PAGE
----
Set within Copenhagen's historic Gråbrødretorv square, Yaffa has been transformed from a characterless concrete basement into a warm and inviting space decked out in tactile materials.
The restaurant takes its name from the ancient port city in Tel Aviv and offers a Middle East-inspired menu, as well as a host of dishes that make use of Mediterranean ingredients.
Locally based Frama – which also produces minimalist furnishings, lighting and skincare – were tasked with developing the interiors, focusing first on the narrow main dining room.
Tables with sand-blasted marble countertops have been closely nestled together along the room's peripheries in an attempt by the studio to create the same bustling atmosphere as a quaint French cafe.
Some tables are surrounded by Frama's 01 chair, hand-stained a nut-brown colour for a more "classic" appearance, while others are accompanied by vintage Hongisto chairs by Finnish furniture brand Artek and 69 chairs by architect Alvar Aalto.
There are also a couple of timber seating booths to accommodate larger groups of diners, softly illuminated by vintage-glass wall sconces.
Bistro-style tiled flooring runs throughout the space.
"A large part of the design brief from the client is that they did not want the place to look too neat or fresh and one of the ways we achieved this is through using different chairs," the studio's head designer, Cassandra Bradfield, explained to Dezeen.
"We also wanted guests to be able to sit in different environments – one where you can look and see everything happening, some a bit more private, some completely open, and others closed off."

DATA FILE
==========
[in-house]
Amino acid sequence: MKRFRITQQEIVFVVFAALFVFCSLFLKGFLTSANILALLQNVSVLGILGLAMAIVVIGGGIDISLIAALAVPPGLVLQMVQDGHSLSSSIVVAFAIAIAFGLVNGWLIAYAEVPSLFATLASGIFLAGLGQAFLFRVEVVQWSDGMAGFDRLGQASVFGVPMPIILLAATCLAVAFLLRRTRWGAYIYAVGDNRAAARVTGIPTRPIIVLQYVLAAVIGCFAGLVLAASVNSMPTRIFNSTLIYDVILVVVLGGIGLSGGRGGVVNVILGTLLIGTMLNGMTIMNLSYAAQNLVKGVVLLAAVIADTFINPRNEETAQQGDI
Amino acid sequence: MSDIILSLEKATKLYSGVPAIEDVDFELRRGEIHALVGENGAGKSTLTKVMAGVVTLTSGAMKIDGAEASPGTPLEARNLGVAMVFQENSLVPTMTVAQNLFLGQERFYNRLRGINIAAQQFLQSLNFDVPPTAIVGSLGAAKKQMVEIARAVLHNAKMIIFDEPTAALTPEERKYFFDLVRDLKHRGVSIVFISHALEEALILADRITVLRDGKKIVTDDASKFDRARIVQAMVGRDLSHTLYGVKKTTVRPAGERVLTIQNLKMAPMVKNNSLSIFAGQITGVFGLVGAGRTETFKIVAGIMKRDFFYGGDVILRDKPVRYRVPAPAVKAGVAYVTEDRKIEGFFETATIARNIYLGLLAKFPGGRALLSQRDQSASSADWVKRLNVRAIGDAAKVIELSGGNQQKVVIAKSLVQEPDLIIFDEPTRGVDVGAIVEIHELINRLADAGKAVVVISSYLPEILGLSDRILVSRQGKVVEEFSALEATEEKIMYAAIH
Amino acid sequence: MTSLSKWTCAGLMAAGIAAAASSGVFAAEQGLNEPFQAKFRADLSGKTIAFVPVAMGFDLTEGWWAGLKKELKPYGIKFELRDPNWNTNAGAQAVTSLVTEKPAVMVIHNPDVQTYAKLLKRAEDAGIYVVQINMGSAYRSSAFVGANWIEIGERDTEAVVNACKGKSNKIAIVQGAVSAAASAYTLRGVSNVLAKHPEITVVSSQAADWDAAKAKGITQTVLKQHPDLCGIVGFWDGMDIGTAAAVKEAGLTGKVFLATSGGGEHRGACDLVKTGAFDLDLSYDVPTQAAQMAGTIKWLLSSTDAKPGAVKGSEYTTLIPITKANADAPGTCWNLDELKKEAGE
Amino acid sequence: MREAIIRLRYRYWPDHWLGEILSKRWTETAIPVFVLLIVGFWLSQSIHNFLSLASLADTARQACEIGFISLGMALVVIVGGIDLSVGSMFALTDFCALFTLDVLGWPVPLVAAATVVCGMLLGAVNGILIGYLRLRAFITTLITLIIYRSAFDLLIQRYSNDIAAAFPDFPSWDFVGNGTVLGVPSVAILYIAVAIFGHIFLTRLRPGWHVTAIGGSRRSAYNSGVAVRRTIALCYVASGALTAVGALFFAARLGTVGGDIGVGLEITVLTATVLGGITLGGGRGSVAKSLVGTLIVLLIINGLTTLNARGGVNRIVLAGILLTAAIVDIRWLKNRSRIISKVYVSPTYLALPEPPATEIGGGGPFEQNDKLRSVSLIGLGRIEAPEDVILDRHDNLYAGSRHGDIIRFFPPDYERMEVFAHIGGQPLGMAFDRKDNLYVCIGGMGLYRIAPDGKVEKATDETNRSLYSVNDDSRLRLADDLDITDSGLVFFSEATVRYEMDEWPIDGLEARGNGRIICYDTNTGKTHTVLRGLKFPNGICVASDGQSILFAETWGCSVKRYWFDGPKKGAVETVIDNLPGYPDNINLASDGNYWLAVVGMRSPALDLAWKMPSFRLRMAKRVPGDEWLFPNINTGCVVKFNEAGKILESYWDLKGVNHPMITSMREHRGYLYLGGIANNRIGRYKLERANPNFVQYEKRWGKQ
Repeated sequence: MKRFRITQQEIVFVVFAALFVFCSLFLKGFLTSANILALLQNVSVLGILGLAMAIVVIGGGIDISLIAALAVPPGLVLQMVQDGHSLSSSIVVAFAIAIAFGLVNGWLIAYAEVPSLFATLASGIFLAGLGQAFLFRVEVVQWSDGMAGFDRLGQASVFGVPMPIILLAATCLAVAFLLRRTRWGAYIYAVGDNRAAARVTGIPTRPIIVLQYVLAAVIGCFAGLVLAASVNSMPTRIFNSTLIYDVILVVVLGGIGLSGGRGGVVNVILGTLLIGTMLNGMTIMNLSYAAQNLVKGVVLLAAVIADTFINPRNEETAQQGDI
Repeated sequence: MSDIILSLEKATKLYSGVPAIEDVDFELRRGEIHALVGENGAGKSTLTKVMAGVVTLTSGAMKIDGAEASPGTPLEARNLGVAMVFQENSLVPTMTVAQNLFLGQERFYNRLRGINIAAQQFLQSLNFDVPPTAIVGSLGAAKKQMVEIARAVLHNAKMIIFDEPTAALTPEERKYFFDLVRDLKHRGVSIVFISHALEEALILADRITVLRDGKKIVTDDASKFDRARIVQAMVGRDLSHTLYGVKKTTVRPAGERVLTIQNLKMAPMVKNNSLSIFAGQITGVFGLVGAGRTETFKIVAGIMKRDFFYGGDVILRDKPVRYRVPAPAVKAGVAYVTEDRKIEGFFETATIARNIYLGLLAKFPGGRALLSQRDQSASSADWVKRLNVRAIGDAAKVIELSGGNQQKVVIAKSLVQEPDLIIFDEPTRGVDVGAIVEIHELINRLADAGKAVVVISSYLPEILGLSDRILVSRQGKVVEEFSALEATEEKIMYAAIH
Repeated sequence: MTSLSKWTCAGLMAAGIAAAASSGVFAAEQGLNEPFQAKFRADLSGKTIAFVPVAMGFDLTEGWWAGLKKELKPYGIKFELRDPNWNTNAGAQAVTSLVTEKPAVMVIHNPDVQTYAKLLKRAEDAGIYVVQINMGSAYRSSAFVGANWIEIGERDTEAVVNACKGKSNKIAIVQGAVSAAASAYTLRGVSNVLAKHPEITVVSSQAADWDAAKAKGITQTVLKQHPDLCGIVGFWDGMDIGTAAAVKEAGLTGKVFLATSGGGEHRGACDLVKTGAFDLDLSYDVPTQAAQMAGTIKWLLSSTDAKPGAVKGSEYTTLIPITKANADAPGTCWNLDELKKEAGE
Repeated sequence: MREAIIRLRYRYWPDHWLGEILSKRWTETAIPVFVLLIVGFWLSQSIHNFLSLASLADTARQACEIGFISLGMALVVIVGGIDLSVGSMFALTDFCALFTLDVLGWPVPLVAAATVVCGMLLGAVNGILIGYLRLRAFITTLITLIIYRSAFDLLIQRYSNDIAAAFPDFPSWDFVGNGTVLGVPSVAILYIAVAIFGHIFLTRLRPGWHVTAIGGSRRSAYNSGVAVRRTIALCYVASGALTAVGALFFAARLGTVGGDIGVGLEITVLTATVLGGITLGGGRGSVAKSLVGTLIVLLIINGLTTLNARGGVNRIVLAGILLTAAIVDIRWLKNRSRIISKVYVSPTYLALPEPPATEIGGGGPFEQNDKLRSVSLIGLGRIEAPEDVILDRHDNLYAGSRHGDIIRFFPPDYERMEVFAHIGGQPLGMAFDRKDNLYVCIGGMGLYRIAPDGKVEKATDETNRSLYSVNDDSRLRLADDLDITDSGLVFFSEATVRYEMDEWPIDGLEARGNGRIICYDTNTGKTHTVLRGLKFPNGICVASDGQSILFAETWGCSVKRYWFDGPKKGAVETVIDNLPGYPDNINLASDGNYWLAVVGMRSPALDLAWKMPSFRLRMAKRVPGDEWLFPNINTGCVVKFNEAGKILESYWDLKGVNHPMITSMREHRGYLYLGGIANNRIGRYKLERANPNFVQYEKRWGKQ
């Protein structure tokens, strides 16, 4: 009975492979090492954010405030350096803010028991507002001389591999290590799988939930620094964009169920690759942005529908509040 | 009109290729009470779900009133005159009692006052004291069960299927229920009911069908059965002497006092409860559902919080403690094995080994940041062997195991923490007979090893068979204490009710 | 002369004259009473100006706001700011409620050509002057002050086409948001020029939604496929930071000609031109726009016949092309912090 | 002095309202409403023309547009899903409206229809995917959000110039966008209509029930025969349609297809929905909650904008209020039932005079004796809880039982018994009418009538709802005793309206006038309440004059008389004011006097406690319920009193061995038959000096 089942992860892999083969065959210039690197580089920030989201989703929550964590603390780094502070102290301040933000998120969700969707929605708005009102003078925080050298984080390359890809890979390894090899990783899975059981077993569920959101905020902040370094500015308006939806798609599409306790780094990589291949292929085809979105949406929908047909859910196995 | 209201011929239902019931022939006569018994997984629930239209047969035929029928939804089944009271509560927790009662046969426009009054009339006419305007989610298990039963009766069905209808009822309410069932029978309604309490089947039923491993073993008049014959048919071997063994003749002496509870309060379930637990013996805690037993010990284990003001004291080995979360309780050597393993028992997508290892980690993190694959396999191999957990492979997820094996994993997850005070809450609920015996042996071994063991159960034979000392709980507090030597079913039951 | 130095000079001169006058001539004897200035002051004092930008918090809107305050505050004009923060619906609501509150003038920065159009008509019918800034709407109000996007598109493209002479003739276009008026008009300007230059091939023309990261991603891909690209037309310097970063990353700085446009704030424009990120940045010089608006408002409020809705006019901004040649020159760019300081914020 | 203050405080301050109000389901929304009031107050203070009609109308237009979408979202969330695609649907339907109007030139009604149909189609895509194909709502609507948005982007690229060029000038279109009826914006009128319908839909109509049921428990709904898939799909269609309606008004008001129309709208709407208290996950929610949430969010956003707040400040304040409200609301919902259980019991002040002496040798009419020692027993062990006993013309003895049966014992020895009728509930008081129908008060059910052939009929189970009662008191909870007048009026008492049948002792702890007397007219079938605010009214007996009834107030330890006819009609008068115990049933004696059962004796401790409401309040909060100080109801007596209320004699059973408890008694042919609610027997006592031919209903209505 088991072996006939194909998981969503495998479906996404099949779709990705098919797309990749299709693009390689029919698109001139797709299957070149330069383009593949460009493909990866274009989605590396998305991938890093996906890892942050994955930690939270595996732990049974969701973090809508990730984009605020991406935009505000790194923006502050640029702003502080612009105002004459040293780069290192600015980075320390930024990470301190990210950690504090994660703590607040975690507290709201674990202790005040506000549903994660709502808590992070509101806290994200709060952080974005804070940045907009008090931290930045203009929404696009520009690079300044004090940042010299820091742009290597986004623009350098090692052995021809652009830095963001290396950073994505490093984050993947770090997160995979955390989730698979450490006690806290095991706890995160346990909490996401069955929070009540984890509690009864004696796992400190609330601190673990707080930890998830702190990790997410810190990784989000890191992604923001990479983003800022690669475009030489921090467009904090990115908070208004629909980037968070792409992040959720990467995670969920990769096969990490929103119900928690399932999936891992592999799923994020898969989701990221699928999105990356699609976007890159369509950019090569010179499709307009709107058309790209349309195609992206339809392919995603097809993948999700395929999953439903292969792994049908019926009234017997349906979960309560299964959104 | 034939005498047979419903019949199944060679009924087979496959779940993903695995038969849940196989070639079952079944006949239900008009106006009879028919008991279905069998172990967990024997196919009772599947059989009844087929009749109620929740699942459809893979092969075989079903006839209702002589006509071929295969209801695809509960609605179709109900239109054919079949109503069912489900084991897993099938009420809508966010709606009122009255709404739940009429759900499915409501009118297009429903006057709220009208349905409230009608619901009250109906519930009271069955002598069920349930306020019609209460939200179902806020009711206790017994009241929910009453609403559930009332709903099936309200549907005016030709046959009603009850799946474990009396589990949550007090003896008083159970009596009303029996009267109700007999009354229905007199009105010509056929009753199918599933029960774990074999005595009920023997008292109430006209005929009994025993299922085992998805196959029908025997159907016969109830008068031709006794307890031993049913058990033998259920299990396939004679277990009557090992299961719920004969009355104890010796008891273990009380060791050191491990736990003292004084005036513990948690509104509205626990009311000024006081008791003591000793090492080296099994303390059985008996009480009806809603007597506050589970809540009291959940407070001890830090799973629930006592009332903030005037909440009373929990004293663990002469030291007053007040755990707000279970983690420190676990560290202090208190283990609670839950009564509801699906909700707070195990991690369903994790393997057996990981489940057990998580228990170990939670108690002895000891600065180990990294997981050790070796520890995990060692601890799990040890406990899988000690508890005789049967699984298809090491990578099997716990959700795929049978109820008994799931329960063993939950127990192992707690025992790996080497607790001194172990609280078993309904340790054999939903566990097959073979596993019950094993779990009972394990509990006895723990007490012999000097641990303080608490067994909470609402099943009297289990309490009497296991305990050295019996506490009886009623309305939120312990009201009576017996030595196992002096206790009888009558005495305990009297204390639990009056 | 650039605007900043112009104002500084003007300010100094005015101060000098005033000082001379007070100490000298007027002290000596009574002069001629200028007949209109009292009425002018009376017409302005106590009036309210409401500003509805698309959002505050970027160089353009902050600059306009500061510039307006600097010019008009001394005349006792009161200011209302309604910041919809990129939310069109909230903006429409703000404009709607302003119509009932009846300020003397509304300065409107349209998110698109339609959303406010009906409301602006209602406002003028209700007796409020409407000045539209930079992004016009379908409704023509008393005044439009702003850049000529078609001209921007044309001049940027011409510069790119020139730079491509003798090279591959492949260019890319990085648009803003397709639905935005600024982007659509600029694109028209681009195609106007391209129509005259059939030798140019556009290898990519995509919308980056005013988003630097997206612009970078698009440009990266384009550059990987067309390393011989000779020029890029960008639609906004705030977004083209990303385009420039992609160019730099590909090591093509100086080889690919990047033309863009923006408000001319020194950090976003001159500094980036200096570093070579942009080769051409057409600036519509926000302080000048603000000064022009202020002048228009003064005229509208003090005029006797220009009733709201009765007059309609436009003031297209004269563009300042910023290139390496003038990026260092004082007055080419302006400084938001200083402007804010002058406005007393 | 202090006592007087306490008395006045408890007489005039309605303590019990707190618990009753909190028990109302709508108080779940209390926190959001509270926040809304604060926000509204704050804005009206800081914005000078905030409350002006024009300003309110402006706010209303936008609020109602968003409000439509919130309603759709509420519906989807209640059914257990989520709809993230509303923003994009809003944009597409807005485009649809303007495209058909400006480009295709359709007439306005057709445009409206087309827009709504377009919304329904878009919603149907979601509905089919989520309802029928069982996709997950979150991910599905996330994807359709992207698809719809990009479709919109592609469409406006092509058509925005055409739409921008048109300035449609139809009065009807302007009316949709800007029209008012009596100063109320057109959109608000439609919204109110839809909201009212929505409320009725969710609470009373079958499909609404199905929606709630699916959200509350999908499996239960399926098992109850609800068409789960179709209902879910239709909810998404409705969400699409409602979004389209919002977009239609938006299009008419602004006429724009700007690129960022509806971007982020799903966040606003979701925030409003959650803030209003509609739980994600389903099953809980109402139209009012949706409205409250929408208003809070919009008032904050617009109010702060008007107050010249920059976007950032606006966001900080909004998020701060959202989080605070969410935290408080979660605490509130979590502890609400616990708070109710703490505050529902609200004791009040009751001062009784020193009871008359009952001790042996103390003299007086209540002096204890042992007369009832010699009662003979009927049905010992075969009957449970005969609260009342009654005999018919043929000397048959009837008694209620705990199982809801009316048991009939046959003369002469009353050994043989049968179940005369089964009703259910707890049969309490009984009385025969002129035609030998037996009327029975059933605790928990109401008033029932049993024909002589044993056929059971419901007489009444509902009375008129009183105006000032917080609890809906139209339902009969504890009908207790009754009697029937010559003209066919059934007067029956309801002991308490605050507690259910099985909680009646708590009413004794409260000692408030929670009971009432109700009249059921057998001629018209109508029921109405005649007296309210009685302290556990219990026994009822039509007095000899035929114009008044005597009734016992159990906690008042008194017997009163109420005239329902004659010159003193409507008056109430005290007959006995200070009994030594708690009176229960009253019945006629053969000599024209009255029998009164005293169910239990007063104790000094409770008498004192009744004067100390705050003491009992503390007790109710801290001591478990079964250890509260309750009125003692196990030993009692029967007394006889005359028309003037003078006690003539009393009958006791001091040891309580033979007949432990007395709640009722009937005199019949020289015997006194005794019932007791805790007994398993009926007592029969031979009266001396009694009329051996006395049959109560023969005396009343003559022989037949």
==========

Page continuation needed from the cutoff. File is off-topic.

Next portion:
An adjacent bar area is anchored by a huge concrete service counter painted with umber, pale-yellow and navy forms. Guests stopping by for a quick drink can sit here on high-back wooden stool seats also designed by Frama.
The studio opted to keep all of the space's existing rough-concrete surfaces, freshening them up with a coat of sandy-beige or moss-green mineral paint.
"I would say a lot of our products are born from a contextual need – when designing interiors, we always look at the specific site and the existing architecture," Bradfield added.
"In that sense, we are less concept-driven as much as material-driven. I think it is most important to create environments that are layered, but also quite straightforward and approachable."
Frama worked with London designer Louisa Grey earlier this year to create an installation based on the body's five senses that was displayed inside the studio's Copenhagen HQ, which occupies a 19th-century apothecary.
Photography is by Sergio Lopez.